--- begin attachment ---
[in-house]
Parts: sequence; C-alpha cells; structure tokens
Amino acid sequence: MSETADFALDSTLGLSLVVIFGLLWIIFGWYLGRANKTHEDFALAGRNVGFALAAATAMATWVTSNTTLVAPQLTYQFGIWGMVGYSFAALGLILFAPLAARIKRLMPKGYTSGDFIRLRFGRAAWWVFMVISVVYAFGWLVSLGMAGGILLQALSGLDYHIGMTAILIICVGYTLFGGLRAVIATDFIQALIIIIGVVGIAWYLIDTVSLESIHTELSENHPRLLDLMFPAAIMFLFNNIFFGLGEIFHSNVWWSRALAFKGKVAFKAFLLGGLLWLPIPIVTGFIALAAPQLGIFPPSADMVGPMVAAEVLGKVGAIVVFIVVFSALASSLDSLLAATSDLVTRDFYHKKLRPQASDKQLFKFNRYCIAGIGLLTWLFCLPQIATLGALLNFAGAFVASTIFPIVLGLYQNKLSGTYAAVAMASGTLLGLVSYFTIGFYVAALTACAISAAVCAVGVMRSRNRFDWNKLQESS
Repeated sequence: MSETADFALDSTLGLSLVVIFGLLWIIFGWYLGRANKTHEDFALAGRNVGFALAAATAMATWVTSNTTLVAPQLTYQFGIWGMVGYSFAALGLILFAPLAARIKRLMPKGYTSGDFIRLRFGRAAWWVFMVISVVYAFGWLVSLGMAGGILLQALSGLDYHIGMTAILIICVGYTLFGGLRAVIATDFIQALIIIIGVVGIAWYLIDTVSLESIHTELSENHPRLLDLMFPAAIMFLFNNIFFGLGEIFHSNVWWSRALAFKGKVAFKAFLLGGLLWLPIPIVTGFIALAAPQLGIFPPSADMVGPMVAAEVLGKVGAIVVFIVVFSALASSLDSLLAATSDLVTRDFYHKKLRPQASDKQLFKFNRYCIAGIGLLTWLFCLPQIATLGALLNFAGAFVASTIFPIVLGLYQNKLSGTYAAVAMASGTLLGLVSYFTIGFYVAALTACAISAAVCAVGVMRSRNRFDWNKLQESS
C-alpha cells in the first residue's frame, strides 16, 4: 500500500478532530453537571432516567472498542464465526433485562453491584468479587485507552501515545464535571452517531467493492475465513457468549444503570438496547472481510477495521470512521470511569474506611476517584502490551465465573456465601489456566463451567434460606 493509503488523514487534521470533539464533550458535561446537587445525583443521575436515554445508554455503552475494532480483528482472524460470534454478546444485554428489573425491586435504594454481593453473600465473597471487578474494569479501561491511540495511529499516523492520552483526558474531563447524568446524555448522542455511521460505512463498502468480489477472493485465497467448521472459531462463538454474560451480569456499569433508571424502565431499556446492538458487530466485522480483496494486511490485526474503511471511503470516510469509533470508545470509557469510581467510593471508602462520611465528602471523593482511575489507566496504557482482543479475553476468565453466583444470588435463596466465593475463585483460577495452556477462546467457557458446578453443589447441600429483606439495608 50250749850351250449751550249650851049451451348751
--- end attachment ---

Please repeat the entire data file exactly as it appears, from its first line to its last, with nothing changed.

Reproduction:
[in-house]
Parts: sequence; C-alpha cells; structure tokens
Amino acid sequence: MSETADFALDSTLGLSLVVIFGLLWIIFGWYLGRANKTHEDFALAGRNVGFALAAATAMATWVTSNTTLVAPQLTYQFGIWGMVGYSFAALGLILFAPLAARIKRLMPKGYTSGDFIRLRFGRAAWWVFMVISVVYAFGWLVSLGMAGGILLQALSGLDYHIGMTAILIICVGYTLFGGLRAVIATDFIQALIIIIGVVGIAWYLIDTVSLESIHTELSENHPRLLDLMFPAAIMFLFNNIFFGLGEIFHSNVWWSRALAFKGKVAFKAFLLGGLLWLPIPIVTGFIALAAPQLGIFPPSADMVGPMVAAEVLGKVGAIVVFIVVFSALASSLDSLLAATSDLVTRDFYHKKLRPQASDKQLFKFNRYCIAGIGLLTWLFCLPQIATLGALLNFAGAFVASTIFPIVLGLYQNKLSGTYAAVAMASGTLLGLVSYFTIGFYVAALTACAISAAVCAVGVMRSRNRFDWNKLQESS
Repeated sequence: MSETADFALDSTLGLSLVVIFGLLWIIFGWYLGRANKTHEDFALAGRNVGFALAAATAMATWVTSNTTLVAPQLTYQFGIWGMVGYSFAALGLILFAPLAARIKRLMPKGYTSGDFIRLRFGRAAWWVFMVISVVYAFGWLVSLGMAGGILLQALSGLDYHIGMTAILIICVGYTLFGGLRAVIATDFIQALIIIIGVVGIAWYLIDTVSLESIHTELSENHPRLLDLMFPAAIMFLFNNIFFGLGEIFHSNVWWSRALAFKGKVAFKAFLLGGLLWLPIPIVTGFIALAAPQLGIFPPSADMVGPMVAAEVLGKVGAIVVFIVVFSALASSLDSLLAATSDLVTRDFYHKKLRPQASDKQLFKFNRYCIAGIGLLTWLFCLPQIATLGALLNFAGAFVASTIFPIVLGLYQNKLSGTYAAVAMASGTLLGLVSYFTIGFYVAALTACAISAAVCAVGVMRSRNRFDWNKLQESS
C-alpha cells in the first residue's frame, strides 16, 4: 500500500478532530453537571432516567472498542464465526433485562453491584468479587485507552501515545464535571452517531467493492475465513457468549444503570438496547472481510477495521470512521470511569474506611476517584502490551465465573456465601489456566463451567434460606 493509503488523514487534521470533539464533550458535561446537587445525583443521575436515554445508554455503552475494532480483528482472524460470534454478546444485554428489573425491586435504594454481593453473600465473597471487578474494569479501561491511540495511529499516523492520552483526558474531563447524568446524555448522542455511521460505512463498502468480489477472493485465497467448521472459531462463538454474560451480569456499569433508571424502565431499556446492538458487530466485522480483496494486511490485526474503511471511503470516510469509533470508545470509557469510581467510593471508602462520611465528602471523593482511575489507566496504557482482543479475553476468565453466583444470588435463596466465593475463585483460577495452556477462546467457557458446578453443589447441600429483606439495608 50250749850351250449751550249650851049451451348751